Columbia River Gorge missing link filled in!
This looks like great news!
A new treat for cyclists in Columbia River Gorge
By November, bikers can tour 34 miles of scenic gorge without riding on freeway, thanks to new trail link.
By TERRY RICHARD
CASCADE LOCKS, Ore. — Cyclists will soon have a new recreation option after a missing link in the Historic Columbia River Highway State Trail opens west of Cascade Locks, in the Columbia River Gorge. The section will be fully usable after Oct. 31.
Scot Sullenger, who owns the Cascade Motel in Cascade Locks, thinks it could be a perfect weekend bike ride. In fact, he plans to do it in reverse himself.
This is how it will work. For the first time since the construction of Interstate 84 in the 1960s, there will be an alternative route between Troutdale, Ore. — just east of Portland — and Cascade Locks without the need for using any part of the freeway.
The old scenic Columbia River Highway, which was fully open by 1922, was partially destroyed or abandoned as I-84 was built. The new 1.6-mile McCord Creek trail link replaces one of the lost sections.
The $8.1 million project has brought a bicycle/pedestrian path to the previously missing section: between John B. Yeon State Scenic Corridor on the west and the Bonneville Dam freeway exit to the east.
Sullenger plans to ride his bike with his wife from Cascade Locks to Troutdale, spend one night at McMenamins Edgefield resort in Troutdale, then ride back to Cascade Locks the next day.
The distance is 34 miles, with a climb over 733-foot high Crown Point. Cyclists will need to share part of the old highway with vehicles (an average 2,200 per day), but won’t need to ride on I-84 where 21,000 are counted daily.
In addition to the Cascade Motel, other lodging opportunities in Cascade Locks include the Best Western Columbia River Inn, Bridge of the Gods Motel and Columbia Gorge Inn.
A Sept. 14 dedication celebrated the new trail section, which was open to the public that weekend but will remain closed for general use until Oct. 31. Meanwhile, workers will be paving, finishing walls, landscaping and installing the safety railing along I-84.
The project will open the final link in a scenic bike ride from Troutdale to Cascade Locks on 26 miles of the Columbia River Historic Highway and 6.5 miles of shared-use path on the State Trail. Ultimately, the trail will extend to Hood River, Ore., although the design and funding sources are still under study for construction of the trail in the Mitchell Point area.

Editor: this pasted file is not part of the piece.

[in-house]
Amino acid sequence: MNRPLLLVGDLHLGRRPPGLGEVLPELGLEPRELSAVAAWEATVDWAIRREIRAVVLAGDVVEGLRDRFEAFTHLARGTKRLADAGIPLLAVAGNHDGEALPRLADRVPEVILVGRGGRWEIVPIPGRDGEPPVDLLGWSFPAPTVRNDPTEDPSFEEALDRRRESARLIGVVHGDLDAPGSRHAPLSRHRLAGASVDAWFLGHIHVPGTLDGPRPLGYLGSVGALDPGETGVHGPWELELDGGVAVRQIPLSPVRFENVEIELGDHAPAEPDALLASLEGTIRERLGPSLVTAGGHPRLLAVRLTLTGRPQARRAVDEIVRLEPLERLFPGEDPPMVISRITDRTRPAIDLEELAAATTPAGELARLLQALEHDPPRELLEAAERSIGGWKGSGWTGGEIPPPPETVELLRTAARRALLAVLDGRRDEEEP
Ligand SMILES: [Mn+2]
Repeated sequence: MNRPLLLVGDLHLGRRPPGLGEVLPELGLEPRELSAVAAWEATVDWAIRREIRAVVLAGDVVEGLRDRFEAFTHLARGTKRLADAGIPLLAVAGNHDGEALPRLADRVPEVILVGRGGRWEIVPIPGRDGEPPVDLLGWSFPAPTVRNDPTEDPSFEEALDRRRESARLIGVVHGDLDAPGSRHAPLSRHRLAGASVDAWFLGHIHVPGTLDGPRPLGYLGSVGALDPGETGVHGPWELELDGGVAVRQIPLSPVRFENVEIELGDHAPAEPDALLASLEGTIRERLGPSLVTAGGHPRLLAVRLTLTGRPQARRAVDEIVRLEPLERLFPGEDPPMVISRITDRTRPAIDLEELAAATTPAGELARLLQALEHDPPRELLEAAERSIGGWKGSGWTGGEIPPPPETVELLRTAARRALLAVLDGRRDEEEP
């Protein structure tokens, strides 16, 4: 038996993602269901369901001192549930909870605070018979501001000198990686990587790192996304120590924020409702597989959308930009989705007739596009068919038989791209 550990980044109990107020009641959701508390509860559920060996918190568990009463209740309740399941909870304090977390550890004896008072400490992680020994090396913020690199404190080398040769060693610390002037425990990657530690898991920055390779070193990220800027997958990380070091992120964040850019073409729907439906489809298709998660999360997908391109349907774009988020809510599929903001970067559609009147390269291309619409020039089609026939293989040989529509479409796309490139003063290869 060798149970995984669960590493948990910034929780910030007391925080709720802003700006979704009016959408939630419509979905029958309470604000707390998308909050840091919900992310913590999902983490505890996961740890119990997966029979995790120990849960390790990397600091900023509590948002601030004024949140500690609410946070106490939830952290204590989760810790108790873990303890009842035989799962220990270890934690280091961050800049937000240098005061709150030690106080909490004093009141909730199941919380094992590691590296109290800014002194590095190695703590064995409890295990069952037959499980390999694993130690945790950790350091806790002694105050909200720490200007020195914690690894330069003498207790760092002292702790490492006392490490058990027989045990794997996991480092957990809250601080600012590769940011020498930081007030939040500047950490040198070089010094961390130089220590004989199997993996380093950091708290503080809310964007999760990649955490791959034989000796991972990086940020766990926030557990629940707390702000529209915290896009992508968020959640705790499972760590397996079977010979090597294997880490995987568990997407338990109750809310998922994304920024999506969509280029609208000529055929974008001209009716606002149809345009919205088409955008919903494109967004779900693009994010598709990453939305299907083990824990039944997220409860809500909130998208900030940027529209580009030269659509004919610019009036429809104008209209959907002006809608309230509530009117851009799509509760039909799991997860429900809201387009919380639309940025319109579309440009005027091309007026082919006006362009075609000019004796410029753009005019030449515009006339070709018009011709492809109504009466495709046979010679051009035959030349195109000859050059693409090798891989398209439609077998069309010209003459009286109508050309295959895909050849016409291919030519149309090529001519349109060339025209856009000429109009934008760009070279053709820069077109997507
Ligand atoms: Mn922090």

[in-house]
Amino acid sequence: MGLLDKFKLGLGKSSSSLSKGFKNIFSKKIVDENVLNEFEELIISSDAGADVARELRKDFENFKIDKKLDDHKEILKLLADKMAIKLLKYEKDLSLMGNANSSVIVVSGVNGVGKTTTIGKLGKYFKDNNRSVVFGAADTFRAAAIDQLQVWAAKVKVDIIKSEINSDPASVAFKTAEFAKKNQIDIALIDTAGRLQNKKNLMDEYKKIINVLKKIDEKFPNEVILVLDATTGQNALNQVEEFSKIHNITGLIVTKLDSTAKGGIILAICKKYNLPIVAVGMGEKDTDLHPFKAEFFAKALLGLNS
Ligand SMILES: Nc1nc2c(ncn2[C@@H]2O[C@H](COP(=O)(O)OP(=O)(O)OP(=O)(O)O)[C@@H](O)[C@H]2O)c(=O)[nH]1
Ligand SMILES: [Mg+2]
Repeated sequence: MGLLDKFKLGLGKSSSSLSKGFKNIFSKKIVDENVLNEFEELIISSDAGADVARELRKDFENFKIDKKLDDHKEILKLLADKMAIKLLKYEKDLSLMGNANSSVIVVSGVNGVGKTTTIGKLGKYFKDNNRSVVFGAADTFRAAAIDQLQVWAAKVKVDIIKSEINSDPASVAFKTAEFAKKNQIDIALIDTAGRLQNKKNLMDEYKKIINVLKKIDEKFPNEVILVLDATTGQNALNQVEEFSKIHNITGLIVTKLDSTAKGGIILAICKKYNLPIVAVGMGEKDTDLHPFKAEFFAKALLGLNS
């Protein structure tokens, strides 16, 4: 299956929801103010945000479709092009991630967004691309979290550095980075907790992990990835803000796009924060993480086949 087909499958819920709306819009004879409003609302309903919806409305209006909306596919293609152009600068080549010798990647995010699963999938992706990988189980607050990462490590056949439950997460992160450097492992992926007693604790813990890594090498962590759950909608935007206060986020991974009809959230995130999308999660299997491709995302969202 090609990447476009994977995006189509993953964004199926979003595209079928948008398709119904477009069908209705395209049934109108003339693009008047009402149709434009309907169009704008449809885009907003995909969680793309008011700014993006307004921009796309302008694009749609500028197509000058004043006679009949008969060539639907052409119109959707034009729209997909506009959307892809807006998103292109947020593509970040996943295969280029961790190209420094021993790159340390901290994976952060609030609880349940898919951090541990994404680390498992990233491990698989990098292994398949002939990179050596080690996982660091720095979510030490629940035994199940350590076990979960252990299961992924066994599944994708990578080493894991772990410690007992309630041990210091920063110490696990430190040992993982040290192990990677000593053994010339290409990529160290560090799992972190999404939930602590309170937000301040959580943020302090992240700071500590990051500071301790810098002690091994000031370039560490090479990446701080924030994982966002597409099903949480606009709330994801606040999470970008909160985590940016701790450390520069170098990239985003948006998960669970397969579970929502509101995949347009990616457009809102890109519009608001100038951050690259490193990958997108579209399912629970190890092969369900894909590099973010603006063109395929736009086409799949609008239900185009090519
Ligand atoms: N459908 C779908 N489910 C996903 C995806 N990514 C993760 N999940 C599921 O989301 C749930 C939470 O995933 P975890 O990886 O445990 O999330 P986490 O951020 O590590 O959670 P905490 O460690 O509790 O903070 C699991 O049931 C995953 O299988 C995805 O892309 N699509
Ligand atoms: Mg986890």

The new 1.6-mile trail segment includes:
• A new 12-foot wide paved path accessible to pedestrians, bicyclists, walkers, hikers and wheelchairs.
• A distinctive new 76-foot long pedestrian bridge over McCord Creek designed to reflect the artistry and craftsmanship of the original highway design.
• A new picnic and rest area with restored views of Beacon Rock.
• A link with U.S. Forest Service Trail 400 connecting to Elowah Falls.
• Another ADA accessible section of the trail.
In 1987, the Oregon Legislature set in motion the restoration of the Historic Columbia River Highway, America’s first scenic highway. By the 1950s, many sections of the road had been abandoned or demolished for what eventually became Interstate 84.
Yeah, it's much better than riding on the shoulder of I-84,. I haven't ridden it yet but I got a look at the west end of the new segment when I was out there earlier this year and it looks very nice.
I see this is an old thread but does anyone know if this goes from hood river to the Dalles and if so, about how long does it take to ride from HR to Dalles?
I haven't ridden that part of the historic highway, but I understand that there's a bike/ped only path from Hood River to Mosier and from Mosier to The Dalles you can take the old highway and not have to get on I-84.
Somebody else will probably be able to provide better first hand information. In the meantime, here a useful link:
I've come to a similar conclusion regarding bike commuting but now I'm trying to work out if the outdoors will be worth more then the indoors, so to speak. We are a family that enjoys outdoor activities and on my teacher salary I don't expect we would be able to do the kind of traveling (living in Cleveland) that would be needed to do the kind of outdoor activities I long to get my kids into. If we move, we could do all the outdoor stuff in near walking distance from where ever we live but our dwelling situation will be cramped (family of 5) and ideas of matching furniture, manufactured in the past 10 years may be out of the question, as will the ability to afford lift tickets, new camping gear, bike upgrade...etc.
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